Gezi and the Kurds

The must-read, cutting-edge political blog Jadaliyya has added a Turkey page. Jadaliyya has become known as the site to read for news and analysis of the Middle East. The posts are written by a variety of scholars, many local and many young, as well as respected international voices. The posts are insightful and often take creative and interesting angles quite different from the mainstream media. There are a number of such articles on Turkey posted on the site already. A page devoted to Turkey is most welcome. Muftah.org also has a useful Turkey page.

And here is an update on the Turkish situation from The Economist. During the protests, The Economist writes, the PKK-AKP peace process slipped from sight and now seems to be in danger. Jake Hess reports in Foreign Policy on his interview with PKK military leader Murat Karayilan, chairman of the executive council of the Kurdistan Communities Union (KCK), the umbrella formation that encompasses the PKK. He is the man on the PKK side of implementing the peace agreement. Hess describes Turkey’s previous policy towards the PKK as termination and isolation. Karayilan is more optimistic these days and sees a future in which Kurds are legal and lawful in the cities, engaging in civic activities, not illegal in the mountains. He is not bothered by current Turkish military activity and Cobra attack helicopter flights near the Iraqi border nor by drones flying overhead, as long as they do not attack. That would upset the peace process, but in the meantime, the PKK waits for Ankara to take steps on its side of the agreement: release Kurdish prisoners from jail and revise the notorious anti-Terror law which is at this very moment being put to new use in arresting nonviolent Gezi Park protesters.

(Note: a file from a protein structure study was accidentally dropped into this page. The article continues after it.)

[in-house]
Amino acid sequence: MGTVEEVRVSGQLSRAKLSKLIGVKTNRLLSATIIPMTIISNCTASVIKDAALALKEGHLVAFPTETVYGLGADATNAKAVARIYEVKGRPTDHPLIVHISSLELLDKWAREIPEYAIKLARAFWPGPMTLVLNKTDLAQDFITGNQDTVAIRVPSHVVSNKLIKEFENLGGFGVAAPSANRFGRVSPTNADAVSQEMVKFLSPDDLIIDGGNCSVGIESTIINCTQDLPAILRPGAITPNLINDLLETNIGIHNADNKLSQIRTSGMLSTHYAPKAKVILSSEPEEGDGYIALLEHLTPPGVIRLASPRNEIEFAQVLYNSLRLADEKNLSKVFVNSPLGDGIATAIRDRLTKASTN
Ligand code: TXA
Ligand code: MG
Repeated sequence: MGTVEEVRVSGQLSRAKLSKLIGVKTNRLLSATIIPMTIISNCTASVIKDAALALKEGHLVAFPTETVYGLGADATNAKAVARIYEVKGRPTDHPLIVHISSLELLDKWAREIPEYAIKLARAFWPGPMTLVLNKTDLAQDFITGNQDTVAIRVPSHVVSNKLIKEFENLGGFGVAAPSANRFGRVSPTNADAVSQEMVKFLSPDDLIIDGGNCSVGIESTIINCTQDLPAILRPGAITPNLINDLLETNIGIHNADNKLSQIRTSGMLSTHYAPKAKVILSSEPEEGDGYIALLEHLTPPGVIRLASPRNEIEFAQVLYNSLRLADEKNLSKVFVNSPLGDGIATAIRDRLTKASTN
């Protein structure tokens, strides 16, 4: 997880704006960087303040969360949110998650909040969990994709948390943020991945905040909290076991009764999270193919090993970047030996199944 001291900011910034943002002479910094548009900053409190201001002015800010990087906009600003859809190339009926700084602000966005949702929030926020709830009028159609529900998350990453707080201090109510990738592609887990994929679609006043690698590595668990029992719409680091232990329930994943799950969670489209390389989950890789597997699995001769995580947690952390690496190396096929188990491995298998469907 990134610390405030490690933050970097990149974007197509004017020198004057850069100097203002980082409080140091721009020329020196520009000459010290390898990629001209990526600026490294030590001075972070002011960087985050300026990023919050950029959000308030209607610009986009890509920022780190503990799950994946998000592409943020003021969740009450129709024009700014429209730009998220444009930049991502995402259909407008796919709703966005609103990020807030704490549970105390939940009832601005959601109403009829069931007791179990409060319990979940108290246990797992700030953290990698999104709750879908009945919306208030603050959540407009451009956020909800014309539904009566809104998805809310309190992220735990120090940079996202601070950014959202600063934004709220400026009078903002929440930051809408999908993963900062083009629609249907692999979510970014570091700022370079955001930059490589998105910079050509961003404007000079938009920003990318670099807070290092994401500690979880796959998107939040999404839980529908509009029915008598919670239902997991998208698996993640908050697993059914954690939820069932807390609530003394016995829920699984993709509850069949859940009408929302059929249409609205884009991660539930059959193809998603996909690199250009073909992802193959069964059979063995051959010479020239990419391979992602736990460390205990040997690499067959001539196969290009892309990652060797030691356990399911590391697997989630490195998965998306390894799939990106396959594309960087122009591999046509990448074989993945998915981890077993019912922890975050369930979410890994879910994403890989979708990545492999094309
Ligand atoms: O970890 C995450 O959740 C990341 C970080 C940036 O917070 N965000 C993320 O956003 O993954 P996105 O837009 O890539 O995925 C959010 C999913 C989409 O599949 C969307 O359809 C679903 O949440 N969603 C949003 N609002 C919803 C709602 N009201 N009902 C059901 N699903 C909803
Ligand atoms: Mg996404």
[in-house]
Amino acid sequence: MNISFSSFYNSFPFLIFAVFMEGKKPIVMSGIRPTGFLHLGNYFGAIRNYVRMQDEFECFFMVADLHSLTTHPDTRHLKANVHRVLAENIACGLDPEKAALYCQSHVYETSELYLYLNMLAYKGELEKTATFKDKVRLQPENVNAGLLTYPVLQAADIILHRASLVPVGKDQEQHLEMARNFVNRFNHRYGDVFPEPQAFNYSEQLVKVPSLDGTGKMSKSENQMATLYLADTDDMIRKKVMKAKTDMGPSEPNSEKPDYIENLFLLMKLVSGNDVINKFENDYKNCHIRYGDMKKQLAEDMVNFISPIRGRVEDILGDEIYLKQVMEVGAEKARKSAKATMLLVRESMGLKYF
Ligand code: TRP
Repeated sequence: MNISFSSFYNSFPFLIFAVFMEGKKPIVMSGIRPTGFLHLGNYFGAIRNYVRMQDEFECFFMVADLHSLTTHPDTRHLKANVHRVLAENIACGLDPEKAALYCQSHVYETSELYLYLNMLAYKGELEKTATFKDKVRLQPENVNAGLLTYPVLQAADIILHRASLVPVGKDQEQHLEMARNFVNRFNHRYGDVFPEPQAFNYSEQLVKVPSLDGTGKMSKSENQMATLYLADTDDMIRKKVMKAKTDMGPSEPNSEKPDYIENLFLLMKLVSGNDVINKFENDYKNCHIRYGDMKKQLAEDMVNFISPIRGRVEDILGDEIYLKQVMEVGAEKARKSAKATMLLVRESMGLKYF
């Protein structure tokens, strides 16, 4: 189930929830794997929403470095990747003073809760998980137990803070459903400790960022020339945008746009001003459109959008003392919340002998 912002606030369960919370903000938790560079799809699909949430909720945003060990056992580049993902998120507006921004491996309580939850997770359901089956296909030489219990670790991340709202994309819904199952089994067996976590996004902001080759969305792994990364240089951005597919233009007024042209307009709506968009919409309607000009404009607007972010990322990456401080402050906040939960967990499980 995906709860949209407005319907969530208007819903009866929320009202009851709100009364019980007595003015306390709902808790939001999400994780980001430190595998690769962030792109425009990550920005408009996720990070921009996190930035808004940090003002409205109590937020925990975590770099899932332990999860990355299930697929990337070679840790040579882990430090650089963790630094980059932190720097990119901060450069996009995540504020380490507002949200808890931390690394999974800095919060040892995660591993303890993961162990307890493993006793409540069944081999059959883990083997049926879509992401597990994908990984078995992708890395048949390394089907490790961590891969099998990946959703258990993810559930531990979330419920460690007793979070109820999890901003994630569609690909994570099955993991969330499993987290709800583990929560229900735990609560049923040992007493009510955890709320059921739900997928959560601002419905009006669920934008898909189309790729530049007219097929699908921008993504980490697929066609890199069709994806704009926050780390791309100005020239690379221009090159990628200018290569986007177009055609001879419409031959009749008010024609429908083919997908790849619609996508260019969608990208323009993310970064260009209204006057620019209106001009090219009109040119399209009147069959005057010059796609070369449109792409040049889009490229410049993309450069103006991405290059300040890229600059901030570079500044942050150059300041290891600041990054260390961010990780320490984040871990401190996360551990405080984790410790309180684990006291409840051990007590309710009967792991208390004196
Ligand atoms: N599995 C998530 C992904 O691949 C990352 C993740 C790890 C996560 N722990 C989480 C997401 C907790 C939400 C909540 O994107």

Karayilan suggested that more cordial relations with the Kurds would be in the interest of the West. The PKK, for instance, has warm relations with Kurds in Syria.

 “Syrian Kurds have the most secular, modern, and democratic policies in that society. The Kurds are closest to the West. But due to Turkey’s veto, [the West] doesn’t even have relations with them. The armed opposition has a completely Islamist outlook.” But he hinted that ties are improving. “I hear that America and Europe are just now looking at the PYD and Syrian Kurds.

With so much at stake at home and in the region, the AKP government needs to get its eye back on the ball.

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